LG Display is also showing another concept product called the Virtual Ride, a stationary bicycle with three adjoined 55-inch vertical screens in front of and above the bike. The three display screens form one large, curved screen that gives users an immersive view.
The company said its flexible screens on the stationary exercise bike will take home workouts to “a whole new immersive level.”
Virtual and augmented reality
Other products that augment reality or create virtual ones are also expected to be popular at this year’s CES show. While Meta’s Oculus Quest 2 and HTC’s VIVE Flow virtual reality headsets will draw headlines, products from lesser-known companies in this space could also generate excitement.
South Korean company HDVision, which is one of the honorees of the Innovation Awards Program in the Computer Hardware and Components category, is showcasing its new product, the V Board. The small cube with camera and sensor is an interactive whiteboard system that transforms any monitor into a smart touchscreen.
The camera and motion sensors allow users to quickly calibrate content for different screen sizes. It comes with a stylus pen for annotations and can be mounted on ceilings or hooked up to a tripod.
In the same category, Vtouch Inc. is showcasing its Virtual Touch home technology that allows users to control switches around the house just by pointing at them. The spatial technology analyzes users’ body movements with high-performing sensors and offers a touch-like interface that the company claims will “completely” replace traditional remotes and switches.
Smart home products
According to the CTA, American households are also buying smart home devices and appliances at increasing rates. Smart speakers continue to lead the smart home products category and 41% of American homes now own a smart speaker. Smart appliances and smart doorbells are the second-most frequently owned smart home products at 26%.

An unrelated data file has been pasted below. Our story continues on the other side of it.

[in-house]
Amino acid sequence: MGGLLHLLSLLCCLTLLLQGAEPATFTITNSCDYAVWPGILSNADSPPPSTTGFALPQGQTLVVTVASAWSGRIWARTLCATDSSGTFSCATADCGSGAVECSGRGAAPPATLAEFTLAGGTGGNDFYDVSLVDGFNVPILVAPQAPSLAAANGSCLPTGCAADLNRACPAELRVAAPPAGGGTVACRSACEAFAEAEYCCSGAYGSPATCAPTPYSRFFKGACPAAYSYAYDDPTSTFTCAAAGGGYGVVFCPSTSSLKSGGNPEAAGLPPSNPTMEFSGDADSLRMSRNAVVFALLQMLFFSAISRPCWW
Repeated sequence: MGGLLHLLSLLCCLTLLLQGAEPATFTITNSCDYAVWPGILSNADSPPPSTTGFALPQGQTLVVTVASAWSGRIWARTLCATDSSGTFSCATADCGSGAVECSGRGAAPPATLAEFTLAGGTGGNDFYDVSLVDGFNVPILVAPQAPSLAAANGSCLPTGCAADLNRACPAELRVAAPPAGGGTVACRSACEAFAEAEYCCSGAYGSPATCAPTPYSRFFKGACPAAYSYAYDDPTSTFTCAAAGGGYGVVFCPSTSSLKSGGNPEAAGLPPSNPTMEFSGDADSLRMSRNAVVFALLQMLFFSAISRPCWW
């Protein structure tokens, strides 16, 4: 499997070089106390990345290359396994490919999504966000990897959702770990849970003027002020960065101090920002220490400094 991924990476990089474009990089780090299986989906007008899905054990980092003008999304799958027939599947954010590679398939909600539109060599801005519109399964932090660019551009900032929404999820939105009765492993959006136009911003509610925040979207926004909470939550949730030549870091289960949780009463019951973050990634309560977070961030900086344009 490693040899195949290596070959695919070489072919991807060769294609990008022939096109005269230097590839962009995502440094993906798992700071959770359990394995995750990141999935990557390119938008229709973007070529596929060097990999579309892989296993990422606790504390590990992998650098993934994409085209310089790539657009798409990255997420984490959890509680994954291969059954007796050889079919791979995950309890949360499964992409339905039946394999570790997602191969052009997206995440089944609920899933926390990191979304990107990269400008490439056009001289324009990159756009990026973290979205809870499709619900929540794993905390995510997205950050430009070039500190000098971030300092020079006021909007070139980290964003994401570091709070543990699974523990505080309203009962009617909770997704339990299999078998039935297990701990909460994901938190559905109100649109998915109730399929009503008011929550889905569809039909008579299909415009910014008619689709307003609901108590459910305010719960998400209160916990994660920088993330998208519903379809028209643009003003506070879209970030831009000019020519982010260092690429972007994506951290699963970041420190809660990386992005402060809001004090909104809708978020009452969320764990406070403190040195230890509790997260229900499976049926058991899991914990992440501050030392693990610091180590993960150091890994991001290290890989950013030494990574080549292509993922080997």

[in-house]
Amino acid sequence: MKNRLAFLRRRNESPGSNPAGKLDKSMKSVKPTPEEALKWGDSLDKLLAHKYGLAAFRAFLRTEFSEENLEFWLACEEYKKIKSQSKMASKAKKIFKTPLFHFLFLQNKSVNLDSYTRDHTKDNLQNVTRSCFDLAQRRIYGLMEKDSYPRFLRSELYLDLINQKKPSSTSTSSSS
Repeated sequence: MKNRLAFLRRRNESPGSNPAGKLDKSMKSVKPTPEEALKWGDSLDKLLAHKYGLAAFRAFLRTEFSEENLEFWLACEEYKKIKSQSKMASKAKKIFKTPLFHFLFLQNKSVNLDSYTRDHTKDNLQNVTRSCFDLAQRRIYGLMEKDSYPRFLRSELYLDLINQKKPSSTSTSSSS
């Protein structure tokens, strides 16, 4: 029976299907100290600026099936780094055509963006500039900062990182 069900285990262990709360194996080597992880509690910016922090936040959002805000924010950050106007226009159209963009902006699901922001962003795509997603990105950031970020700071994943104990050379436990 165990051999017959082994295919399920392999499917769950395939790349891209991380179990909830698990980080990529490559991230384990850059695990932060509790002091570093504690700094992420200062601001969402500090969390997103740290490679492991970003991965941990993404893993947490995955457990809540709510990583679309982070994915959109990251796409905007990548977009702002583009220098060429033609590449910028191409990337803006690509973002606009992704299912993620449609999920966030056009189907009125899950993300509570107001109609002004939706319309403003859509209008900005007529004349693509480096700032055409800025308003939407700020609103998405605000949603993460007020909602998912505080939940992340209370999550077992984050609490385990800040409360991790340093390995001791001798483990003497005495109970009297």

On Monday, Wisconsin-based home appliance manufacturer Kohler said it will highlight eight new additions to its smart home portfolio at CES 2022. One of those products, “PerfectFill,” is a smart bathing technology that draws a bath to a preferred temperature and desired depth with a voice command. The smart drain and digital app with the controller will be available for purchase in May, Kohler said in a press release.
The company is also releasing a new touchless faucet for residential bathrooms that can function with a wave of the hand and operate by battery. Another new product from Kohler is a ceiling-mounted kitchen faucet that features remote activation, temperature and volume control. The faucet has a fully adjustable hose with 180-degree rotation.
Kitchen appliances aren’t the only products becoming smarter through technology. Food-tech startup Beyond Honeycomb is developing a kitchen robot that learns to reproduce dishes cooked by world-class chefs. Using sensors that acquire the molecular data of a dish while cooking, the AI-driven robot spends the next 48 hours learning the skills necessary for creating that dish.
The food sensors allow the robot to digitize the texture and taste of the original dish and replicate it at the molecular level. Beyond Honeycomb says it aims to reshape commercial kitchens and create a digital platform that will allow chefs around the world to reproduce their dishes three times faster.